ABLE Accounts Have Advantages Under the New Tax Law

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In light of passage of the Tax Cuts and Jobs Act into law late December, let’s take a look at ABLE Accounts, which are accounts created in 2014 and are for special needs children.

Before the ABLE Account existed, the only savings vehicle available to parents with special needs children was a Special Needs Trust (SNT). The problem with SNT was that when the special needs child became an adult and applied for disability, the amount in the SNT was held against the child, lowering the amount of disability income that the child would receive. ABLE Accounts are not held against the child when they apply for disability.

The new tax law, though, has made ABLE Accounts even better for certain families.

You can put up to the gift tax limits, which is $15,000 in 2018. Or, if you are married and you and your wife elect to split your gifts, you can contribute $30,000 in 2018. However, the big change with these accounts is that you can take the proceeds in a Section 529 account and roll them into an ABLE, or vice versa.

Section 529 accounts are tax advantaged educational accounts. You can contribute up to the gift tax limits into these accounts, and they grow tax free. When money is taken out of the 529, it is tax free as long as the funds are being used for educational expenses, books, computers and lodging for students.

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About Craig W. Smalley, EA

Craig Smalley

Craig W. Smalley, MST, EA, has been in practice since 1994. He has been admitted to practice before the IRS as an enrolled agent and has a master's in taxation. He is well-versed in US tax law and US Tax Court cases. He specializes in taxation, entity structuring and restructuring, corporations, partnerships, and individual taxation, as well as representation before the IRS regarding negotiations, audits, and appeals. In his many years of practice, he has been exposed to a variety of businesses and has an excellent knowledge of most industries. He is the CEO and co-founder of CWSEAPA PLLC and Tax Crisis Center LLC; both business have locations in Florida, Delaware, and Nevada. Craig is the current Google small business accounting advisor for the Google Small Business Community. He is a contributor to AccountingWEB and Accounting Today, and has had 12 books published on various topics in taxation. His articles have also been featured in the Chicago Tribune, New York Times, Yahoo Finance, Nasdaq, and several other newspapers, periodicals, and magazines. He has been interviewed and been a featured guest on many radio shows and podcasts. Finally, he is the co-host of Tax Avoidance is Legal, which is a nationally broadcast weekly Internet radio show.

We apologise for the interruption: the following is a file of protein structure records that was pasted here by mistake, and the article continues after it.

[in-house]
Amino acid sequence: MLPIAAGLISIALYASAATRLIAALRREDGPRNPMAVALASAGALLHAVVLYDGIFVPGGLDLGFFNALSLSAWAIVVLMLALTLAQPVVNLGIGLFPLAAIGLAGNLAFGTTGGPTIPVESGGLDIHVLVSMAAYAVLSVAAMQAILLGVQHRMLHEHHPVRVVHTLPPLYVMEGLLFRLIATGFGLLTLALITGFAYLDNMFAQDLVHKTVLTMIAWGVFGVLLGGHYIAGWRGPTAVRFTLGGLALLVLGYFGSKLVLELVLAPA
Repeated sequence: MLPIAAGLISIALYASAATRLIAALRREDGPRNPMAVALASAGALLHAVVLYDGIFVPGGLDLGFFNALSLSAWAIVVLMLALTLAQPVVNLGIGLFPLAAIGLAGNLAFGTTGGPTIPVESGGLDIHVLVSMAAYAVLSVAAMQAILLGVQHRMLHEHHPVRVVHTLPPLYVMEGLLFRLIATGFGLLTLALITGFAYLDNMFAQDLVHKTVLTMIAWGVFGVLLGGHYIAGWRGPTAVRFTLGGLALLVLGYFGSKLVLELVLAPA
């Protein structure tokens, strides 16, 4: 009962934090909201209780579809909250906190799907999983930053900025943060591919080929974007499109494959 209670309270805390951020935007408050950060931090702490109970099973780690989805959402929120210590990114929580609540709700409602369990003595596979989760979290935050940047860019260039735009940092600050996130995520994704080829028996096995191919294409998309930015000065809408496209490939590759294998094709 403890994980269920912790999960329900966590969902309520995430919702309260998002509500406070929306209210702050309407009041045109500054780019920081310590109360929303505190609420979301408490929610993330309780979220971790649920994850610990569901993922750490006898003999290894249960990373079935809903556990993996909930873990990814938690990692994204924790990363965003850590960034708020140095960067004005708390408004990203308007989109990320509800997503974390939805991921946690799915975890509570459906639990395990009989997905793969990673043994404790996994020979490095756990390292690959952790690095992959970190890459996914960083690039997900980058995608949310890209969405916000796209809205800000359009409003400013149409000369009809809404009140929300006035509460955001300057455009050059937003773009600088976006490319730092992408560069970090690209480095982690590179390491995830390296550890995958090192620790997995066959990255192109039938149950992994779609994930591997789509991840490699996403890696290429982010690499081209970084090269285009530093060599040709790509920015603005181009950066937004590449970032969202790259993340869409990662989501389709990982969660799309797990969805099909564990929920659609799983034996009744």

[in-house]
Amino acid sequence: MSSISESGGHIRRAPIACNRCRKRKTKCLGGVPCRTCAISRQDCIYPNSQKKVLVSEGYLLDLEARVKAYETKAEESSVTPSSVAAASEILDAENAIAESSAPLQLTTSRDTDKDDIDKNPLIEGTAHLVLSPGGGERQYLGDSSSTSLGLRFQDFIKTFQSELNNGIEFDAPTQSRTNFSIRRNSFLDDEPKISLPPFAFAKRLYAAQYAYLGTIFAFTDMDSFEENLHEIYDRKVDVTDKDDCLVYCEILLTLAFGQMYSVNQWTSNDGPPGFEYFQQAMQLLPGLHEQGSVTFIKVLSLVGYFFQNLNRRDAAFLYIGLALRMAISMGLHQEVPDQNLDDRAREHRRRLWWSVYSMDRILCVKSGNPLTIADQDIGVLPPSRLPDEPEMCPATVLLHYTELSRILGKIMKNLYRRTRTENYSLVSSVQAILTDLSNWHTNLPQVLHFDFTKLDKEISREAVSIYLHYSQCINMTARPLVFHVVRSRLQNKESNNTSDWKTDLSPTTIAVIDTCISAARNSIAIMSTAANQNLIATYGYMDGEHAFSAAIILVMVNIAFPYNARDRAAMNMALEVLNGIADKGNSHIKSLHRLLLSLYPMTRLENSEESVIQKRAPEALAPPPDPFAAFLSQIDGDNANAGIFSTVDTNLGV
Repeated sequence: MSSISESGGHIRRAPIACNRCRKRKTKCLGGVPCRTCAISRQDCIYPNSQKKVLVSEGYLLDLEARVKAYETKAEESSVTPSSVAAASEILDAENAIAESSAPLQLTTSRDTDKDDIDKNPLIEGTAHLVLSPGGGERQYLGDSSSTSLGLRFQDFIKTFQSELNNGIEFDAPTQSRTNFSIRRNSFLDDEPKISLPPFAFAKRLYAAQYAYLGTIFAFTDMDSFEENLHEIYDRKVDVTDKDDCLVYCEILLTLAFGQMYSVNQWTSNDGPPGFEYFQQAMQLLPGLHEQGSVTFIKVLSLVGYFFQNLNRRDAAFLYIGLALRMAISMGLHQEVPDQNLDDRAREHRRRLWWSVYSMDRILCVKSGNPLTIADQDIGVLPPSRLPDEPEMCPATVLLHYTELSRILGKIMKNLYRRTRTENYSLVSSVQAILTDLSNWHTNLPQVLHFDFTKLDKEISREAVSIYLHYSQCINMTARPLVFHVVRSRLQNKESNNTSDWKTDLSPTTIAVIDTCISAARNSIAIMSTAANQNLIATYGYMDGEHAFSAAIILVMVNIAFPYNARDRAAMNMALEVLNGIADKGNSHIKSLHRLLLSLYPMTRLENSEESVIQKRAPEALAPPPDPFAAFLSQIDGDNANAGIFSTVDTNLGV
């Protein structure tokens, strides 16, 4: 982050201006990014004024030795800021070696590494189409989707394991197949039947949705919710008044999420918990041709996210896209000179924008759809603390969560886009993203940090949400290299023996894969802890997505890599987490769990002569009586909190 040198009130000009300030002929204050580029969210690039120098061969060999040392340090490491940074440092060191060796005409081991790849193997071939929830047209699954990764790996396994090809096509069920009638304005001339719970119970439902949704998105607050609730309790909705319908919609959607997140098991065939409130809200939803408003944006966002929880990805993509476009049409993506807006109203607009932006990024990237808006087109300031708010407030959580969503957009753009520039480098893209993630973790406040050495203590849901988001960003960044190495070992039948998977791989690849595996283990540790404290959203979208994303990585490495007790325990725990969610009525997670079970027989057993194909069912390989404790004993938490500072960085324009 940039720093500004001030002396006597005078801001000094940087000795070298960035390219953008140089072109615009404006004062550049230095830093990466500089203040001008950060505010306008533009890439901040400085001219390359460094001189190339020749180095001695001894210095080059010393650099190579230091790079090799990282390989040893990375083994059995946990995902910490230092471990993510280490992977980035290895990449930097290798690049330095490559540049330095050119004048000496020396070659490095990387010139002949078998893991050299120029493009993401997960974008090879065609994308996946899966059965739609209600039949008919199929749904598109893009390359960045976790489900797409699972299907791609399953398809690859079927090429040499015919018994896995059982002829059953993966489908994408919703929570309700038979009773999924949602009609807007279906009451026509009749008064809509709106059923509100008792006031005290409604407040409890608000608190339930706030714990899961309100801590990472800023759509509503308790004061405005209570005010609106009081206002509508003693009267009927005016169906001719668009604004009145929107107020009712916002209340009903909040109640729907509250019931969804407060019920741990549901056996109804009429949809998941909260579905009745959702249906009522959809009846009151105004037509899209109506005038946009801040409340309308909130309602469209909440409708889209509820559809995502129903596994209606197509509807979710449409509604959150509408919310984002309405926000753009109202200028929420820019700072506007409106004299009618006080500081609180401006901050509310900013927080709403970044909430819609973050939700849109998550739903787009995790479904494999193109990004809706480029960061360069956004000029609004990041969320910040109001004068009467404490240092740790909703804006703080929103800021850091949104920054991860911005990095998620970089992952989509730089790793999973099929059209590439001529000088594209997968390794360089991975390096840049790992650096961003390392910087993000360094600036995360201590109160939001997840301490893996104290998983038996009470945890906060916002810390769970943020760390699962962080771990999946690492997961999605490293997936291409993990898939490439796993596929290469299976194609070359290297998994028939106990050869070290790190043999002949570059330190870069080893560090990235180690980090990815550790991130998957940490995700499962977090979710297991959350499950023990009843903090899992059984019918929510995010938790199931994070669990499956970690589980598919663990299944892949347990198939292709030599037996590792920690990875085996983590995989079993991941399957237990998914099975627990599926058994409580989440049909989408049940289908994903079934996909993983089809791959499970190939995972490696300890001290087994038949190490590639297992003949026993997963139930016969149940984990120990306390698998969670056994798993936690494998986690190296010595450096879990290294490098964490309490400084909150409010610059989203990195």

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Mar 18th 2018 02:57

Self funded ABLE account question- I understand that a gift to an ABLE account beneficiary can be no more than $15,000 per year But if a disabled person has an account already, and meets the requirements (had eligible disability diagnosed at 26 yrs old or younger and qualified for SSDI or SSI at that time) how much can the disabled person put in if the ABLE account if the ABLE account is self funded? Example - Say the disabled person received a substantial legal settlement of S200,000, could that entire amount be deposited into his or her own ABLE account in that year? Is there a yearly limit to how much can be put in, or is it only limited by the total accumulated allowable amount of the ABLE account?

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